What equipment do you need for that? Just a fast computer, a huge hard drive, and some audio editing software and the radio waves are yours to manipulate. One guy on the Internet was recently writing about using some .wav file station IDs, songs, and a jukebox program to run a non-stop automated pirate station. That kind of dehumanizes what should be a very personal medium, but still the different possibilities are exciting.
And then you need audio sources for music and such, right? Yeah, all the traditional studio equipment can be used: cassette decks, microphones, CD players, turntables (for oldies and indy records), and (of course!) a Radio Shack audio mixer. More specialized equipment might include sound effects boxes (such as guitar pedals), radio station cart machines, patch bays, DAT decks, compressor/limiters, you name it. The cost of a typical pirate studio usually ranges anywhere from fifty dollars to several thousands of dollars. Part of that cost also depends on how well the station staff can scrounge and repair audio equipment.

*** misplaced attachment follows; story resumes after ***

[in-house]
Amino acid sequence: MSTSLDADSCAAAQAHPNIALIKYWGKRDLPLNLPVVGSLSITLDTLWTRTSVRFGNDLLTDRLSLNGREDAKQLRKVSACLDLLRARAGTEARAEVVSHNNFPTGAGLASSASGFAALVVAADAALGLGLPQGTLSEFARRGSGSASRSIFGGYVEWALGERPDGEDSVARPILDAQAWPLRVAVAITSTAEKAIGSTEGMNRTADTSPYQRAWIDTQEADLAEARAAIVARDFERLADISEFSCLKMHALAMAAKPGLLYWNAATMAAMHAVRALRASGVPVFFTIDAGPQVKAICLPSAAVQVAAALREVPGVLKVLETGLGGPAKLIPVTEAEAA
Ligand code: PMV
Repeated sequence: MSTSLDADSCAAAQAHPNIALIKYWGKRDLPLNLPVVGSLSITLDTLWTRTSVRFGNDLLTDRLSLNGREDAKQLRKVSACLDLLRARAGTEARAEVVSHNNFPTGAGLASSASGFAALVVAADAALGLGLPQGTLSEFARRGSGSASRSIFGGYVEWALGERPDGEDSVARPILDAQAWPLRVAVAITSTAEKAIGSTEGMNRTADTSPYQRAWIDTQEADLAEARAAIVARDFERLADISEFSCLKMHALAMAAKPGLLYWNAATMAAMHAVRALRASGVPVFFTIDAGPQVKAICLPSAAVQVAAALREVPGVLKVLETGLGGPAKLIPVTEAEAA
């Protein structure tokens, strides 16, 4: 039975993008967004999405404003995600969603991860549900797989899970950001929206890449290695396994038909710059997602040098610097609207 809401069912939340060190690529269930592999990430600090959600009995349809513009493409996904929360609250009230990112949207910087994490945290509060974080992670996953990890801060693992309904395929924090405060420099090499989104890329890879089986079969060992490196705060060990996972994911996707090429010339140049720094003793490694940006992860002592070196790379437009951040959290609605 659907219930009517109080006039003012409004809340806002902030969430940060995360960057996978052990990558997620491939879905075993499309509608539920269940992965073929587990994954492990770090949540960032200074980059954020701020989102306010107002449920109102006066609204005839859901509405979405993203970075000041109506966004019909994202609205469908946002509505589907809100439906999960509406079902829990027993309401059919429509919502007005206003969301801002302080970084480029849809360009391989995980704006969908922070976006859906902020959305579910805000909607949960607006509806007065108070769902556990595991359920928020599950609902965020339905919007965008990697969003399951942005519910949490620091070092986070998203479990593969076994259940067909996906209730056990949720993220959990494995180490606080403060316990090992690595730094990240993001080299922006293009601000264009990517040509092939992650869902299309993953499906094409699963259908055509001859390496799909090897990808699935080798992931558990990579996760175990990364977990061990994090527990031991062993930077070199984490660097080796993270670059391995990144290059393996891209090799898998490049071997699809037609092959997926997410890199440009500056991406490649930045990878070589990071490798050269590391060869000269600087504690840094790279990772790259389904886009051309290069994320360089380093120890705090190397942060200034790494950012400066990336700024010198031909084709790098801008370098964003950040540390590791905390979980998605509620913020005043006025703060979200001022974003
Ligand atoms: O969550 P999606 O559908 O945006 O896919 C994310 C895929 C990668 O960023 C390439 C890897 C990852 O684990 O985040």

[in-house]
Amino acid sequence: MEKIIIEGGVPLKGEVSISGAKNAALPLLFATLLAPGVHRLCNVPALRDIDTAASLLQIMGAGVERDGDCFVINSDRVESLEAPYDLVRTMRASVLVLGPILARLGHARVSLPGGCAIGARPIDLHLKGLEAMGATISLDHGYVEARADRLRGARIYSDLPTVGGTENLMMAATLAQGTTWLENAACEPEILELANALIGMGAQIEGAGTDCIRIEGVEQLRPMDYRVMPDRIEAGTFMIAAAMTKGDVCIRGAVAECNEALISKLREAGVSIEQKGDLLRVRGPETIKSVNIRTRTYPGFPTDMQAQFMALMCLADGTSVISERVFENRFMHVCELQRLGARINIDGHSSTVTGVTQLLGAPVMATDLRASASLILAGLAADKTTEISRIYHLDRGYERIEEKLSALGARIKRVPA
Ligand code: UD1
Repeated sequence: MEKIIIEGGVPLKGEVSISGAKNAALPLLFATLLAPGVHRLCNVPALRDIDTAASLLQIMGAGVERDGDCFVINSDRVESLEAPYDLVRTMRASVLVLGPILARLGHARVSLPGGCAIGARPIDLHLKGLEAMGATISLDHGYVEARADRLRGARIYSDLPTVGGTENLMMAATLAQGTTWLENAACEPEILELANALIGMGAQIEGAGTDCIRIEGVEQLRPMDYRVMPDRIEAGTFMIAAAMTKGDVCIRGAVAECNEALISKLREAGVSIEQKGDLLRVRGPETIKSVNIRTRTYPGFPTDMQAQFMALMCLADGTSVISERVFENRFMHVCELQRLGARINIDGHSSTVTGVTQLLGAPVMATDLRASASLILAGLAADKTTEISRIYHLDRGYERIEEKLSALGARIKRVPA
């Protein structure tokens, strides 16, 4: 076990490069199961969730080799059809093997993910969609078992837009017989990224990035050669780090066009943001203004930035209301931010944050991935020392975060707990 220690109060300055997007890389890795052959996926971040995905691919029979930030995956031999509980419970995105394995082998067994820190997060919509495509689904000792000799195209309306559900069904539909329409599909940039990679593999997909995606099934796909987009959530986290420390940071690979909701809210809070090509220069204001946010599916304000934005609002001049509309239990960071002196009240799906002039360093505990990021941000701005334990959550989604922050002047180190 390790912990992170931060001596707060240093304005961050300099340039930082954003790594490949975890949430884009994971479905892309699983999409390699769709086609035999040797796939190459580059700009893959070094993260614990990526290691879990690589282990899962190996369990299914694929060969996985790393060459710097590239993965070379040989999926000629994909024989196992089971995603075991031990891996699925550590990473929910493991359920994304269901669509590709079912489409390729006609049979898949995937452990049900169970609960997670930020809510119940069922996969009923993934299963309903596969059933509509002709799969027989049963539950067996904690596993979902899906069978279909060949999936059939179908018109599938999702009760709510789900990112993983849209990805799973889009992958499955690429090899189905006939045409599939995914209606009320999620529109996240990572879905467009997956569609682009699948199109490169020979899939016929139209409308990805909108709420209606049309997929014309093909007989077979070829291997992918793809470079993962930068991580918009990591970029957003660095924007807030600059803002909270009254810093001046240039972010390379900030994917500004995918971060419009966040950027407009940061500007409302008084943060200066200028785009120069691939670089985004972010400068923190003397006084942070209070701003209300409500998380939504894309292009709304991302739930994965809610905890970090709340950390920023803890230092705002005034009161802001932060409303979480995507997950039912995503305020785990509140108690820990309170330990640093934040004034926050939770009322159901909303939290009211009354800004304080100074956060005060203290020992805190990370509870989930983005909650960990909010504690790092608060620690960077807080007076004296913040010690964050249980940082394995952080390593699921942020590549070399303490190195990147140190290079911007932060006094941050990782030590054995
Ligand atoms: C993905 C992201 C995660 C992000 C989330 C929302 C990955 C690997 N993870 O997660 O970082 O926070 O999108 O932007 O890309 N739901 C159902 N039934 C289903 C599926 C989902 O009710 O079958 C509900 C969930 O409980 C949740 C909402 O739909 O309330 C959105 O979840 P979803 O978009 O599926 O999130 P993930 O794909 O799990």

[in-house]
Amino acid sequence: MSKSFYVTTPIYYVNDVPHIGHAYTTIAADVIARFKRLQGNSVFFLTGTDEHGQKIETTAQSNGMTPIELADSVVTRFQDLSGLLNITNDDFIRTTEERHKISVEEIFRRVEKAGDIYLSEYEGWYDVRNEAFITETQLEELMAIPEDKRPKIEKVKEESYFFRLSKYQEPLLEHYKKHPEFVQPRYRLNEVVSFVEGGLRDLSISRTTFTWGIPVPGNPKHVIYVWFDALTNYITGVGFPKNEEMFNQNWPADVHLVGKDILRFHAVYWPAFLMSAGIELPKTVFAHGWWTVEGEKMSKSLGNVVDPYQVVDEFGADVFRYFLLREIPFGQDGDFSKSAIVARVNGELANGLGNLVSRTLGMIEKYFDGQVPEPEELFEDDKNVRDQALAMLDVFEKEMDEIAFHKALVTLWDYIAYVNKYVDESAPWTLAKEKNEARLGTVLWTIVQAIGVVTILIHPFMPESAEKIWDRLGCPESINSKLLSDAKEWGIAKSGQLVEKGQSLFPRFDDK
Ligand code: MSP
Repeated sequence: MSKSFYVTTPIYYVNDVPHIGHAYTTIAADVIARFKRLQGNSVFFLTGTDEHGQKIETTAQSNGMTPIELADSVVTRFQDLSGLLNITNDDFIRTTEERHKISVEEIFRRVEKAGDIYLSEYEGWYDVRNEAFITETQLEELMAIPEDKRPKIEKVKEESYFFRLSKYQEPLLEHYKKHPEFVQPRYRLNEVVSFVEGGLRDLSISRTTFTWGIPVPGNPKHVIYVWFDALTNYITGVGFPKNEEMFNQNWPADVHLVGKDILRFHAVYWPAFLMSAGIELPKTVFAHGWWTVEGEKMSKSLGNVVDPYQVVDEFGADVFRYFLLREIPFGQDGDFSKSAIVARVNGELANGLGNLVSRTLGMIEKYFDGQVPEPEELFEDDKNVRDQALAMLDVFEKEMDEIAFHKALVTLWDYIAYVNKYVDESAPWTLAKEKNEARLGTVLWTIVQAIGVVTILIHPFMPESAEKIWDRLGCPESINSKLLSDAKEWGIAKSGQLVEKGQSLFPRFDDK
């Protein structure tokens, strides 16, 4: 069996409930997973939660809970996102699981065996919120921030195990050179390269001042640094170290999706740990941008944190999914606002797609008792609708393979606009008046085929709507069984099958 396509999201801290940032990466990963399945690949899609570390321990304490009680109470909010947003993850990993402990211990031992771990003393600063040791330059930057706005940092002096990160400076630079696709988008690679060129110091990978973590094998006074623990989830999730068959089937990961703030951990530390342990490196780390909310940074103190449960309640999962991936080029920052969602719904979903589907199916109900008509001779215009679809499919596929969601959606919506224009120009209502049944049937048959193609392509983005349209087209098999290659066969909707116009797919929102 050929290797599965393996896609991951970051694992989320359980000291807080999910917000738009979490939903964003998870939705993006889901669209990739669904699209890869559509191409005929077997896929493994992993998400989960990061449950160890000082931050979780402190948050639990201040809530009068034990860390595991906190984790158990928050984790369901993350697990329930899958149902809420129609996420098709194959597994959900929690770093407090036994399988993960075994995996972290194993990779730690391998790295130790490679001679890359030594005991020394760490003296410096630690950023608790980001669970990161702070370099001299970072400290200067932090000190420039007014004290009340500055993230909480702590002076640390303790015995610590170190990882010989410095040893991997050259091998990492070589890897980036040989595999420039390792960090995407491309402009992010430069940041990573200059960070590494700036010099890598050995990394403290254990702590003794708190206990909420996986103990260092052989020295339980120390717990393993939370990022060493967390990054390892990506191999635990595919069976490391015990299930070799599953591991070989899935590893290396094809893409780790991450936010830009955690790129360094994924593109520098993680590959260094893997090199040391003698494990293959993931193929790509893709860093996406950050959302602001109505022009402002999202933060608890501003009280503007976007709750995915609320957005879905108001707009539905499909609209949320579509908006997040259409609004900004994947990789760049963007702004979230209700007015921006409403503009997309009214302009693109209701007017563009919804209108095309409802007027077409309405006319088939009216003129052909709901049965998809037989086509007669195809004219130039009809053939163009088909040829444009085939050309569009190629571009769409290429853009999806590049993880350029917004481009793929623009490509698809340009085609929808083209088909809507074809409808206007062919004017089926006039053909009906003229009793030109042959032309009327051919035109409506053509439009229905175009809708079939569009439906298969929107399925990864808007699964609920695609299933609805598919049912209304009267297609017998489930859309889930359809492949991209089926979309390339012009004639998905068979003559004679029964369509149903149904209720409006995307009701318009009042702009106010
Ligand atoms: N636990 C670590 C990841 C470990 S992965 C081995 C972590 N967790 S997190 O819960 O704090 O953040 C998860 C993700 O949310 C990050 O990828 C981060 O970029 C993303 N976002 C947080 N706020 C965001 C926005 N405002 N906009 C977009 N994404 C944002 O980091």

And what equipment does a person need to listen to pirates? How does one go about finding them on the dial? Just a radio and an external antenna, in some cases. For example, RFM in Massachussetts and WJTS in Florida have been on 1630 kHz in the expanded AM band lately. If you live near Berkeley and San Francisco, you can hear Free Radio Berkeley and San Francisco Liberation Radio; in Minneapolis, 2000 Flushes Radio; in New York, WJQR or WHOT, etc. on the FM broadcast band. For most of the population, the best bet is with shortwave radio—especially near 6955 kHz. You can pick up a new shortwave radio that's capable of hearing pirates for as little as $150. Used radios can cost even less. You can pick up a new radio from Radio Shack, but it is worth your while to shop around. One of the best new/used dealers is Universal Radio, which offers catalogs, used price sheets, and good advice.